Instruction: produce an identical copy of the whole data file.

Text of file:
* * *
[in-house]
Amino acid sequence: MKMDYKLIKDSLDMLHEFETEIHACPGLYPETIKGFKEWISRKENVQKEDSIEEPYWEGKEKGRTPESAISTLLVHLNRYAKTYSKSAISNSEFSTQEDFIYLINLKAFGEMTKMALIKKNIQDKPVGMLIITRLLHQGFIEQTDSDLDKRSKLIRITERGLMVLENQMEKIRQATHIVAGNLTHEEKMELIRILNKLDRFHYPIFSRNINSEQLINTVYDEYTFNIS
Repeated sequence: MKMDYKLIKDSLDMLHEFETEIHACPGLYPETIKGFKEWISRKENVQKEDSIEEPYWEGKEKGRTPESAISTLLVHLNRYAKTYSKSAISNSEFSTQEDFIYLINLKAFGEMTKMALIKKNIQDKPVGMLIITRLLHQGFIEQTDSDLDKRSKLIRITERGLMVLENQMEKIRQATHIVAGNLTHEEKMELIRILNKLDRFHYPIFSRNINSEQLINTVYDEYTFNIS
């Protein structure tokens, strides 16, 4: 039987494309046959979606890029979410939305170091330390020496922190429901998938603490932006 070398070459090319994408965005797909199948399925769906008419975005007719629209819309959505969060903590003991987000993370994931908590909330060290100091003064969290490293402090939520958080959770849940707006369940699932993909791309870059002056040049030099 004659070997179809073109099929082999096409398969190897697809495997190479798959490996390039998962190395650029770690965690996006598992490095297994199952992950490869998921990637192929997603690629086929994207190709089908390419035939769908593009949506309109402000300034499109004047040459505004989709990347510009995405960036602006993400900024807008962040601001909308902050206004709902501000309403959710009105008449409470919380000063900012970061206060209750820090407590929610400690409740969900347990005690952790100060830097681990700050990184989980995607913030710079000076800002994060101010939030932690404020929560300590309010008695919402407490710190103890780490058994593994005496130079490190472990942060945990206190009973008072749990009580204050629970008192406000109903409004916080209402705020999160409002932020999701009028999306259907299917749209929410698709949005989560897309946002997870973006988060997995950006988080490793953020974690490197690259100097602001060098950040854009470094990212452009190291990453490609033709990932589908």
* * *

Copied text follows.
[in-house]
Amino acid sequence: MKMDYKLIKDSLDMLHEFETEIHACPGLYPETIKGFKEWISRKENVQKEDSIEEPYWEGKEKGRTPESAISTLLVHLNRYAKTYSKSAISNSEFSTQEDFIYLINLKAFGEMTKMALIKKNIQDKPVGMLIITRLLHQGFIEQTDSDLDKRSKLIRITERGLMVLENQMEKIRQATHIVAGNLTHEEKMELIRILNKLDRFHYPIFSRNINSEQLINTVYDEYTFNIS
Repeated sequence: MKMDYKLIKDSLDMLHEFETEIHACPGLYPETIKGFKEWISRKENVQKEDSIEEPYWEGKEKGRTPESAISTLLVHLNRYAKTYSKSAISNSEFSTQEDFIYLINLKAFGEMTKMALIKKNIQDKPVGMLIITRLLHQGFIEQTDSDLDKRSKLIRITERGLMVLENQMEKIRQATHIVAGNLTHEEKMELIRILNKLDRFHYPIFSRNINSEQLINTVYDEYTFNIS
């Protein structure tokens, strides 16, 4: 039987494309046959979606890029979410939305170091330390020496922190429901998938603490932006 070398070459090319994408965005797909199948399925769906008419975005007719629209819309959505969060903590003991987000993370994931908590909330060290100091003064969290490293402090939520958080959770849940707006369940699932993909791309870059002056040049030099 004659070997179809073109099929082999096409398969190897697809495997190479798959490996390039998962190395650029770690965690996006598992490095297994199952992950490869998921990637192929997603690629086929994207190709089908390419035939769908593009949506309109402000300034499109004047040459505004989709990347510009995405960036602006993400900024807008962040601001909308902050206004709902501000309403959710009105008449409470919380000063900012970061206060209750820090407590929610400690409740969900347990005690952790100060830097681990700050990184989980995607913030710079000076800002994060101010939030932690404020929560300590309010008695919402407490710190103890780490058994593994005496130079490190472990942060945990206190009973008072749990009580204050629970008192406000109903409004916080209402705020999160409002932020999701009028999306259907299917749209929410698709949005989560897309946002997870973006988060997995950006988080490793953020974690490197690259100097602001060098950040854009470094990212452009190291990453490609033709990932589908």